Turkish President Recep Tayyip Erdogan indicated Tuesday he would mull severing ties with Israel if the Jewish state does not withdraw its support for an independent Kurdish state.
“If Israel does not reconsider its support for Kurdish independence, Turkey could not take any steps [with Israel],” Erdogan said, the Turkish news outlet Daily Sabah reported.
“Those trying to establish new states in Iraq and Syria should not be surprised when they are tossed aside by those who use them,” he said.
The Turkish leader’s warning came a day after the Kurdish region of Iraq commenced a historic referendum, allowing some five million Kurds to vote on the creation of an independent state.
In response to the vote, Erdogan threatened to impose sanctions against the Kurds, and the Turkish military began carrying out drills near Turkey’s border with Iraq.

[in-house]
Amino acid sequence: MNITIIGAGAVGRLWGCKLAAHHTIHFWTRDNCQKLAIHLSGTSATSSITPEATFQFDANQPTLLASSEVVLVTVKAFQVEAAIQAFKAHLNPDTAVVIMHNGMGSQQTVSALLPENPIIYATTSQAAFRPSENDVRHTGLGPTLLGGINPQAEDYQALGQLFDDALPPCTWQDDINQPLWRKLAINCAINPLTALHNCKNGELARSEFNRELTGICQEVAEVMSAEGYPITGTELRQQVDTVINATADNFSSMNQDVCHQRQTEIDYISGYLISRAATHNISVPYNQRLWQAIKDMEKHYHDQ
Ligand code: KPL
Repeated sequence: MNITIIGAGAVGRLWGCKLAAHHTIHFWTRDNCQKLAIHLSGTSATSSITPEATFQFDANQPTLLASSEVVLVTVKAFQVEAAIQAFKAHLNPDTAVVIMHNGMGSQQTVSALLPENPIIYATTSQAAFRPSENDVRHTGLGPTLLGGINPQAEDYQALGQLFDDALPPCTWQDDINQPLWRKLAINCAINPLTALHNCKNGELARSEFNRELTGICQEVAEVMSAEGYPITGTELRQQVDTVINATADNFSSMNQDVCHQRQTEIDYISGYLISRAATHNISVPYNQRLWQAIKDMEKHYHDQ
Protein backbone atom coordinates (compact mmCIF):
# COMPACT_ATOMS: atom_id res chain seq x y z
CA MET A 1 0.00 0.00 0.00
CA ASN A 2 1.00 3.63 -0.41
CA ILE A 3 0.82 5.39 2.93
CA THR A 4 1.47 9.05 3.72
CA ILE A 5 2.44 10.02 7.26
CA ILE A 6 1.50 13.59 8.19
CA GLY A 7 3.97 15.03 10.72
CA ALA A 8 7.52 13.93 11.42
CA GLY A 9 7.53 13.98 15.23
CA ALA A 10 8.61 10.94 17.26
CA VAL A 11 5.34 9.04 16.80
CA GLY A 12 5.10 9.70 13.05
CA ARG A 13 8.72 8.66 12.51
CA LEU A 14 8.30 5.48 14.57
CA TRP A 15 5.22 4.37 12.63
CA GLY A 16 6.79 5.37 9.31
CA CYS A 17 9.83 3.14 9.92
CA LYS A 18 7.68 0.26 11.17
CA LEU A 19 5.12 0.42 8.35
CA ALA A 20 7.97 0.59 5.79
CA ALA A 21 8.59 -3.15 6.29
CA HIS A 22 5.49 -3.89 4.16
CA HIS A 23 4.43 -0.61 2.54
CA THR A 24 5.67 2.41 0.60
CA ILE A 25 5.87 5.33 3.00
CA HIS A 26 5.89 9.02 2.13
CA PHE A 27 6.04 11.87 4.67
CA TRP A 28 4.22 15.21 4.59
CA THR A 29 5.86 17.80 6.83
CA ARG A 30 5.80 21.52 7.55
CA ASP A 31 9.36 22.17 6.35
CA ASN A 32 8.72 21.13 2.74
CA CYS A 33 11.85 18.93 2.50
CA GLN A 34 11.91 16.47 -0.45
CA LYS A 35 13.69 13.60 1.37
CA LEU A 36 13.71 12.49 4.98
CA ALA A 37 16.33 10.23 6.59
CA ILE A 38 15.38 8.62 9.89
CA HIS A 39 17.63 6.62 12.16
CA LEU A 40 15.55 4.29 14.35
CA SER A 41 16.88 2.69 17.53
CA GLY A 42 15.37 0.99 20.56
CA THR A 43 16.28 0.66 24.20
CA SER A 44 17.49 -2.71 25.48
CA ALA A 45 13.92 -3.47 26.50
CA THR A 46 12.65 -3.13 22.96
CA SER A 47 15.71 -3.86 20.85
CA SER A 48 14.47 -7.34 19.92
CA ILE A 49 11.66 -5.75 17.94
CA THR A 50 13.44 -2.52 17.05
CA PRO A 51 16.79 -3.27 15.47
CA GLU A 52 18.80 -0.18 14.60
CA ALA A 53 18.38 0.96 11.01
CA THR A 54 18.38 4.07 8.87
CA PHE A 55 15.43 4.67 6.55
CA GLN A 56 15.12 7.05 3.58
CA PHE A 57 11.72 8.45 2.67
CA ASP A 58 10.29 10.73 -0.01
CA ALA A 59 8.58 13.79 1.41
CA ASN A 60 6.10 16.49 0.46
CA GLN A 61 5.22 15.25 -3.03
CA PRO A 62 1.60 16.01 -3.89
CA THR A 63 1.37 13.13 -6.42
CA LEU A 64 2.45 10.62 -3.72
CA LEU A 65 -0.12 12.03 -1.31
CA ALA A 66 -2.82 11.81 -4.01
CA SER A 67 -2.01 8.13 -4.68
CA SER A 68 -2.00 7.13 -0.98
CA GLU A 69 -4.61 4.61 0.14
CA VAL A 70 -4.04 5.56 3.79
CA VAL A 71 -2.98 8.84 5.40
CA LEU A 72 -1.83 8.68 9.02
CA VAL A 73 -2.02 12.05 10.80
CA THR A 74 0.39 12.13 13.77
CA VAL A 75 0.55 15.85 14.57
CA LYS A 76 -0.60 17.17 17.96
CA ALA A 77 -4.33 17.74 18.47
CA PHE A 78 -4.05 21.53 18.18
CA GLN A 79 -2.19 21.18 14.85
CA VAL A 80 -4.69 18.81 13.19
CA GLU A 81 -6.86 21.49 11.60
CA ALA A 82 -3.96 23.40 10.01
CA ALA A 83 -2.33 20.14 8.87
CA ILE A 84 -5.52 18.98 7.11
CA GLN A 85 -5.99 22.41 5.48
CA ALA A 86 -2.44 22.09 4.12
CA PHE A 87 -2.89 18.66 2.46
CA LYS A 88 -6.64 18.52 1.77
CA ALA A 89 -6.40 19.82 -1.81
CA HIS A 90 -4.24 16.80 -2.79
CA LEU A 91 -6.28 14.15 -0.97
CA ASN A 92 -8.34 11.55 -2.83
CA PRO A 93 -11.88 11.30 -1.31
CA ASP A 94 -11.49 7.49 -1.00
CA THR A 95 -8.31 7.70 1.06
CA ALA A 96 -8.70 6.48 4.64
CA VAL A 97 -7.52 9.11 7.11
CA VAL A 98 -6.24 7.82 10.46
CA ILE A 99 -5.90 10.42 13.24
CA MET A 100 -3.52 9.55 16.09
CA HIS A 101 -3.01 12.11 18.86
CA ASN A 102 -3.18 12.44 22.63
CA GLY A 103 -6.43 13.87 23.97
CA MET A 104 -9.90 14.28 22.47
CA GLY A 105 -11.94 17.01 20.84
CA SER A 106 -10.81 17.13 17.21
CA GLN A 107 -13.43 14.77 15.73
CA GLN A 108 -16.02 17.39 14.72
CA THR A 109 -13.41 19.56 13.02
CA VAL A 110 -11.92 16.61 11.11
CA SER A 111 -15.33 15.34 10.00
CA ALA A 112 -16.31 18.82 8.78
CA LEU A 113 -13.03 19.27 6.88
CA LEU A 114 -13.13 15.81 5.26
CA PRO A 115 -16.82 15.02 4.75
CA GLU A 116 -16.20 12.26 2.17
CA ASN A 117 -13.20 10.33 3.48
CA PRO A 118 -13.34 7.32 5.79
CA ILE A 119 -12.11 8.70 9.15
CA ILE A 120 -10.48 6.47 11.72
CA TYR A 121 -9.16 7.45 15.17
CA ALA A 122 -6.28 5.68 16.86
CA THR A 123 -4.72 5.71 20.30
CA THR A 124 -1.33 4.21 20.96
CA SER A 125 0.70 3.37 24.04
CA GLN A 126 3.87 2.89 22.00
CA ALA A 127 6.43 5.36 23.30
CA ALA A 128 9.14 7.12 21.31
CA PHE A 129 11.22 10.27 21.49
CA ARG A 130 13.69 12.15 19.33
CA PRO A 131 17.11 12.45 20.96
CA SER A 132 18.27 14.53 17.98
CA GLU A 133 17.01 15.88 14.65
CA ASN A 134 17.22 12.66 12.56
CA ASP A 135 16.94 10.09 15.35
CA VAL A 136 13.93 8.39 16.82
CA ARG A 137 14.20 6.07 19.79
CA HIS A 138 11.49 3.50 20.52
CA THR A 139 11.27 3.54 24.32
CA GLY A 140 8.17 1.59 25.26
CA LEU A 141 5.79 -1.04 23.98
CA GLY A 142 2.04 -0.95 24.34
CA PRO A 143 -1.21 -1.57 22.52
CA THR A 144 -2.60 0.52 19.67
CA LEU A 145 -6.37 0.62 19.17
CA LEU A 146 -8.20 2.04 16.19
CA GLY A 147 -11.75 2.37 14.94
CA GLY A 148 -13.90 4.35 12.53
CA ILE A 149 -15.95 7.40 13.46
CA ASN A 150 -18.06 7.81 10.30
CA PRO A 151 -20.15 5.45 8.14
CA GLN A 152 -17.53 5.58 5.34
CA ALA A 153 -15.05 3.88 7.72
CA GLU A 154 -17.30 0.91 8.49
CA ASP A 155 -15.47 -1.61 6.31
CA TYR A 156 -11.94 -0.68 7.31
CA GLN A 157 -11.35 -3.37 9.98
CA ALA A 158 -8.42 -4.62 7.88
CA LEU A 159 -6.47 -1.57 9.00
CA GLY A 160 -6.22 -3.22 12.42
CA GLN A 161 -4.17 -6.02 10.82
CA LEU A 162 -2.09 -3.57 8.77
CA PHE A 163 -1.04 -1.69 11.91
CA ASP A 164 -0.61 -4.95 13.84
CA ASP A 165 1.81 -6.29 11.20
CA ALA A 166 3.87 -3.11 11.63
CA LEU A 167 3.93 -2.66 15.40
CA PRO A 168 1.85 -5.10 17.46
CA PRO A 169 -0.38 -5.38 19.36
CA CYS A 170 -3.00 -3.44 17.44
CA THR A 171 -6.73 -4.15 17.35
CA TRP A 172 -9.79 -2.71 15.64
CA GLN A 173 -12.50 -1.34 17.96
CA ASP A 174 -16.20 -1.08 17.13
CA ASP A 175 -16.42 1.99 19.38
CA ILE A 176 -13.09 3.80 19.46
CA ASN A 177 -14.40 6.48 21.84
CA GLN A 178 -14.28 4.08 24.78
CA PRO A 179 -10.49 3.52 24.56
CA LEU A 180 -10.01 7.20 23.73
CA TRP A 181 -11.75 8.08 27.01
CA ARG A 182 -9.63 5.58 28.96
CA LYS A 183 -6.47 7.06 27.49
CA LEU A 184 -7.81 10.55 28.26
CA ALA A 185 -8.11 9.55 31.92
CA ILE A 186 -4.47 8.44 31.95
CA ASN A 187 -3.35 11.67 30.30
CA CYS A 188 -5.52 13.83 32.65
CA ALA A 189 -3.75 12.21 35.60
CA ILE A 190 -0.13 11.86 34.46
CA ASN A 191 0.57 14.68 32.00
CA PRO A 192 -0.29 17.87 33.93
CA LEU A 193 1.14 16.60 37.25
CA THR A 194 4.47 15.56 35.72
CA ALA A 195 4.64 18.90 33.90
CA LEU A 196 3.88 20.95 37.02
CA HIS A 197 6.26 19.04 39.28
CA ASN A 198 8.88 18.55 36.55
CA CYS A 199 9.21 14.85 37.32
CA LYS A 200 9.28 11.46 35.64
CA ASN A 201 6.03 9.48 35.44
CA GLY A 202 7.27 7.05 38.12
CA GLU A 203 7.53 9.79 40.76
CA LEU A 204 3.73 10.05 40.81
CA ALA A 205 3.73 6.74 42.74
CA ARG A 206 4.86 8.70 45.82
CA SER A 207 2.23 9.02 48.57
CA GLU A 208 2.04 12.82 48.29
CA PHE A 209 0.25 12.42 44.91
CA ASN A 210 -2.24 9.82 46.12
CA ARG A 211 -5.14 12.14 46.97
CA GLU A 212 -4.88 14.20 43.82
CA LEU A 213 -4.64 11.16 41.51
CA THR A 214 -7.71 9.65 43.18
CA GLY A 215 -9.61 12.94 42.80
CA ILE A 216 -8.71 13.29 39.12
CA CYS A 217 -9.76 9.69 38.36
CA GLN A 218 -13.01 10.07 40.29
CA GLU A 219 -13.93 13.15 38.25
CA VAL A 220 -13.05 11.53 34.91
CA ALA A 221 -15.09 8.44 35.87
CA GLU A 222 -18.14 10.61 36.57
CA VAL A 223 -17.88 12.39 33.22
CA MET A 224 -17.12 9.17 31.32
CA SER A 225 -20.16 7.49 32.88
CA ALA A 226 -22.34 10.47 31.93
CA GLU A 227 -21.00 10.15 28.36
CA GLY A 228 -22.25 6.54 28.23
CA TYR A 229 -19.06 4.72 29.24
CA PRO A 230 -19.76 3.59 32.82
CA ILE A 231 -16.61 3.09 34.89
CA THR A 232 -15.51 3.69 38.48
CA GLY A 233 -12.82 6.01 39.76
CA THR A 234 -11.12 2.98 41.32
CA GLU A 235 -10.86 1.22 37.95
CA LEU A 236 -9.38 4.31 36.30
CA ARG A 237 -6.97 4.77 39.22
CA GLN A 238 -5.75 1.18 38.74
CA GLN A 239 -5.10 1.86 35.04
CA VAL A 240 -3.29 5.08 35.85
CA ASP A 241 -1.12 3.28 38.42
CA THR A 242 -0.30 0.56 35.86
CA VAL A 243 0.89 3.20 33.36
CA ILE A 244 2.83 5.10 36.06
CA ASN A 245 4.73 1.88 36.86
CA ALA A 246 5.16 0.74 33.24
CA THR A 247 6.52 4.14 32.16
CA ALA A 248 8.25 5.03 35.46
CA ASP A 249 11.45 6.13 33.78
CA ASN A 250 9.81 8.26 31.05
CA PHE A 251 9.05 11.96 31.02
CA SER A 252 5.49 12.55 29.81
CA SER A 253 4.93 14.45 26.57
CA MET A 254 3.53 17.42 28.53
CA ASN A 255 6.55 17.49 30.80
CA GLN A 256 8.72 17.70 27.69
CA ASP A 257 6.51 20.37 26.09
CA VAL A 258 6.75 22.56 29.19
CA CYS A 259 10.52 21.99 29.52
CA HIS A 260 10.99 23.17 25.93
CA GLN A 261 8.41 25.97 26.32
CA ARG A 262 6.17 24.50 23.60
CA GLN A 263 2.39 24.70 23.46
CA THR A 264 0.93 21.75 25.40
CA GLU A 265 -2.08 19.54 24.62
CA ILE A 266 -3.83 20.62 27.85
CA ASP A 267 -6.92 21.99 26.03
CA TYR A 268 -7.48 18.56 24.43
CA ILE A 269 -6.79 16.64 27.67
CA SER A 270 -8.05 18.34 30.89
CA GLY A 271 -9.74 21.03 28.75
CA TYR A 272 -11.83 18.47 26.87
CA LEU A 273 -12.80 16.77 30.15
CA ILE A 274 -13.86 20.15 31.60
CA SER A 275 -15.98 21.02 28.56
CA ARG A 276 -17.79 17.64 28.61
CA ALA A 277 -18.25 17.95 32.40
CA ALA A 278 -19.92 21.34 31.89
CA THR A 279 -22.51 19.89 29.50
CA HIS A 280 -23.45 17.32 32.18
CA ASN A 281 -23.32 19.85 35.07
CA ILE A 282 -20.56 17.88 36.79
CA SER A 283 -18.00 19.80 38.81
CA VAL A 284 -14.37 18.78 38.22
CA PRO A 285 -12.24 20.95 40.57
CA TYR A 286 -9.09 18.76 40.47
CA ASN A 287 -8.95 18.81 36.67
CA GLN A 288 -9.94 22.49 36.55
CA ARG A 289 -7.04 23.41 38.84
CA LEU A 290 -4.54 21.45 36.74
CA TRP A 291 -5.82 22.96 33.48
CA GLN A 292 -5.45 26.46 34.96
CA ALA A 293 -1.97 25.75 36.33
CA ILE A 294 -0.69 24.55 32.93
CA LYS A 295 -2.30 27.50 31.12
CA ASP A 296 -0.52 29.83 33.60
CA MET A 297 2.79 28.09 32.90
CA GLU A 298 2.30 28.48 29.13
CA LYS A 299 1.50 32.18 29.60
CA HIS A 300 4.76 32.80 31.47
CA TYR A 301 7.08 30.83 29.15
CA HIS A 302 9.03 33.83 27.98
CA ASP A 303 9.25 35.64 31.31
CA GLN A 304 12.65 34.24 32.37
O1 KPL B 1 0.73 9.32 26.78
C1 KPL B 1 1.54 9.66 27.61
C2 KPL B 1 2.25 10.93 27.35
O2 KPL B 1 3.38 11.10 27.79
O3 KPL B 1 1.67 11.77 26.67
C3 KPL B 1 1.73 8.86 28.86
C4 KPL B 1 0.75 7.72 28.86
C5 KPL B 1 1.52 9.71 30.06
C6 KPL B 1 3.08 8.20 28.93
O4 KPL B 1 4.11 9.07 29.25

Iran halted all flights to Iraq’s Kurdish region, and Iraqi Prime Minister Haider al-Abadi warned “measures” would be implemented to defend Iraqi unity in the event of secession being approved.
Leading up to the referendum, Israeli Prime Minister Benjamin Netanyahu in mid-September endorsed Kurdish statehood, making Israel the only nation to officially support the move.
Prior to the announcement of the referendum’s official results, thousands of Kurds rallied in the streets of Erbil, the capital of Iraqi Kurdistan, with several waving Israeli flags.